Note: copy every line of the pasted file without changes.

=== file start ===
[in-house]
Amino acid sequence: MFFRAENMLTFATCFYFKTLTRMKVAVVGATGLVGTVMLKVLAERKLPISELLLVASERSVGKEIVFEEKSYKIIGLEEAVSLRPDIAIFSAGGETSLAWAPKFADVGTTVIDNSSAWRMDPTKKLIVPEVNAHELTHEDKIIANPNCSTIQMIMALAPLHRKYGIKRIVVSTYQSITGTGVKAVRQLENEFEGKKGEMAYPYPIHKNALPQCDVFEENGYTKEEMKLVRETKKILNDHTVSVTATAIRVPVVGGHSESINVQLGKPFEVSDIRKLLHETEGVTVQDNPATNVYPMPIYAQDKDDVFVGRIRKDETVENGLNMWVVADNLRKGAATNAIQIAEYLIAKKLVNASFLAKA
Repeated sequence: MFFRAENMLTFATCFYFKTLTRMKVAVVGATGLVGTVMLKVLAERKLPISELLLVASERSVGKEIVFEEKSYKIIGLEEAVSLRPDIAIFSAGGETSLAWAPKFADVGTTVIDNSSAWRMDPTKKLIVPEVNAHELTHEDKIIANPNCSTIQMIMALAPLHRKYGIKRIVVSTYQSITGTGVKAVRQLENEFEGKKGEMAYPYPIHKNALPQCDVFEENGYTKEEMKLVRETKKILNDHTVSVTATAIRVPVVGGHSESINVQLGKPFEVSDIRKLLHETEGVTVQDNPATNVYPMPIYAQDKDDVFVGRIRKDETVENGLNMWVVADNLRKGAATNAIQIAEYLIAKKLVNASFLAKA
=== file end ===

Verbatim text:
[in-house]
Amino acid sequence: MFFRAENMLTFATCFYFKTLTRMKVAVVGATGLVGTVMLKVLAERKLPISELLLVASERSVGKEIVFEEKSYKIIGLEEAVSLRPDIAIFSAGGETSLAWAPKFADVGTTVIDNSSAWRMDPTKKLIVPEVNAHELTHEDKIIANPNCSTIQMIMALAPLHRKYGIKRIVVSTYQSITGTGVKAVRQLENEFEGKKGEMAYPYPIHKNALPQCDVFEENGYTKEEMKLVRETKKILNDHTVSVTATAIRVPVVGGHSESINVQLGKPFEVSDIRKLLHETEGVTVQDNPATNVYPMPIYAQDKDDVFVGRIRKDETVENGLNMWVVADNLRKGAATNAIQIAEYLIAKKLVNASFLAKA
Repeated sequence: MFFRAENMLTFATCFYFKTLTRMKVAVVGATGLVGTVMLKVLAERKLPISELLLVASERSVGKEIVFEEKSYKIIGLEEAVSLRPDIAIFSAGGETSLAWAPKFADVGTTVIDNSSAWRMDPTKKLIVPEVNAHELTHEDKIIANPNCSTIQMIMALAPLHRKYGIKRIVVSTYQSITGTGVKAVRQLENEFEGKKGEMAYPYPIHKNALPQCDVFEENGYTKEEMKLVRETKKILNDHTVSVTATAIRVPVVGGHSESINVQLGKPFEVSDIRKLLHETEGVTVQDNPATNVYPMPIYAQDKDDVFVGRIRKDETVENGLNMWVVADNLRKGAATNAIQIAEYLIAKKLVNASFLAKA